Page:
- Third-party risk management. Most organizations rely on a variety of external entities for meeting their business needs. The management of external dependencies focuses on establishing appropriate controls to protect assets and sustain critical activities that depend on these relationships. Organizations should employ individuals who have the skills to understand the risks associated with third parties, data exchanges, and transfers and to implement procedures and controls to maintain security throughout the relationship.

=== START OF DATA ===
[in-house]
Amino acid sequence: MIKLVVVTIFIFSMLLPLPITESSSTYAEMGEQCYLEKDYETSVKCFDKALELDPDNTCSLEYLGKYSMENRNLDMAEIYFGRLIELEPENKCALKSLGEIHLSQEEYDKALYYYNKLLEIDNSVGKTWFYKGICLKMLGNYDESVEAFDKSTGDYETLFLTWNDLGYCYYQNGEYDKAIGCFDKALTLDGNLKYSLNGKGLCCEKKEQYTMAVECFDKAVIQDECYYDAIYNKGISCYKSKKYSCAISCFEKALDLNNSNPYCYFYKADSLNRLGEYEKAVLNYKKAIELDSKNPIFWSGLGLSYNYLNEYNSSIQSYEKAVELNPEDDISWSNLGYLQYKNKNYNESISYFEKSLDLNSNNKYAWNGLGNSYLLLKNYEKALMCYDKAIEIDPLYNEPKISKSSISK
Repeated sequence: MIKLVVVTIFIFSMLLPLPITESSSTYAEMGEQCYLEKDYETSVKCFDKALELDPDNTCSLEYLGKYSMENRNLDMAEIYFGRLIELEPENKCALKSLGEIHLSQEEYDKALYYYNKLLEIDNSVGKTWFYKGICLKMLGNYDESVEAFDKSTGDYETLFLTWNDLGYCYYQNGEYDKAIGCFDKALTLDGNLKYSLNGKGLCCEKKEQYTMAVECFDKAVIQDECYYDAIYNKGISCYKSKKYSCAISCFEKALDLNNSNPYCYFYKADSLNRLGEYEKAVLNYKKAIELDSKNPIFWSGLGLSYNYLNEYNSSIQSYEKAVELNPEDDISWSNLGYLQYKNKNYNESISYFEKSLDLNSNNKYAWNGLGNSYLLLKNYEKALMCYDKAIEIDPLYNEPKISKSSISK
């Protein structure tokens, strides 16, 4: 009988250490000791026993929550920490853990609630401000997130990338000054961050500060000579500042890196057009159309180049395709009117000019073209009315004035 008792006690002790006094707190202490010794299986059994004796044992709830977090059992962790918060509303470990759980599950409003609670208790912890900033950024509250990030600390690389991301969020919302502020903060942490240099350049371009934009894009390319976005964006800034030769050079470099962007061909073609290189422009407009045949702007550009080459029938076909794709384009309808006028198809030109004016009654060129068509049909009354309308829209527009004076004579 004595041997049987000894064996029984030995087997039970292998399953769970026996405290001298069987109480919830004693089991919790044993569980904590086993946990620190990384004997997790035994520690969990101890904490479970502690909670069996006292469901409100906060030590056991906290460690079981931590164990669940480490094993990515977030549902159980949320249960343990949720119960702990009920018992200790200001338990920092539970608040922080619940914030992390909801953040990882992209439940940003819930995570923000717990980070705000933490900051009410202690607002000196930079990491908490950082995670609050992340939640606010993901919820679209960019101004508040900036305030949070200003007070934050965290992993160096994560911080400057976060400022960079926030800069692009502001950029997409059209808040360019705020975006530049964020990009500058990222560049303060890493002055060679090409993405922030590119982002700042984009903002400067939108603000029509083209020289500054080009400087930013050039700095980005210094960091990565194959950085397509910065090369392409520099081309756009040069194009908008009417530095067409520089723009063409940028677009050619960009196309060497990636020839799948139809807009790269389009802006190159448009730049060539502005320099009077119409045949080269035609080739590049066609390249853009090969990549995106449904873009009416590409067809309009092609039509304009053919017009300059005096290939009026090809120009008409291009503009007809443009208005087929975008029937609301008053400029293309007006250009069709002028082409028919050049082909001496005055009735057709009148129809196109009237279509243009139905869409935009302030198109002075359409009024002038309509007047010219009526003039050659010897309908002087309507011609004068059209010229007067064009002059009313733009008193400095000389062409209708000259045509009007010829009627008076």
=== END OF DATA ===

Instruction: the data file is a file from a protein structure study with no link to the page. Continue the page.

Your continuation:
How Can an Organization Be Cyber Resilient When It Lacks Internal Resources?
The world of cybersecurity is vast, and not every organization possesses the resources to address every area. So what steps can an organization take to address areas in which it lacks the necessary resources?
- Prioritize efforts. Organizations should identify their most critical business processes and information as well as likely threats and attack vectors. They should focus efforts on these items first. Furthermore, organizations should determine which competencies they want to develop, train, and maintain internally.
- Identify gaps. Organizations should work to identify gaps in skills or resources. Gaps can exist in the number of employees as well as in the levels of knowledge, experience, or technology.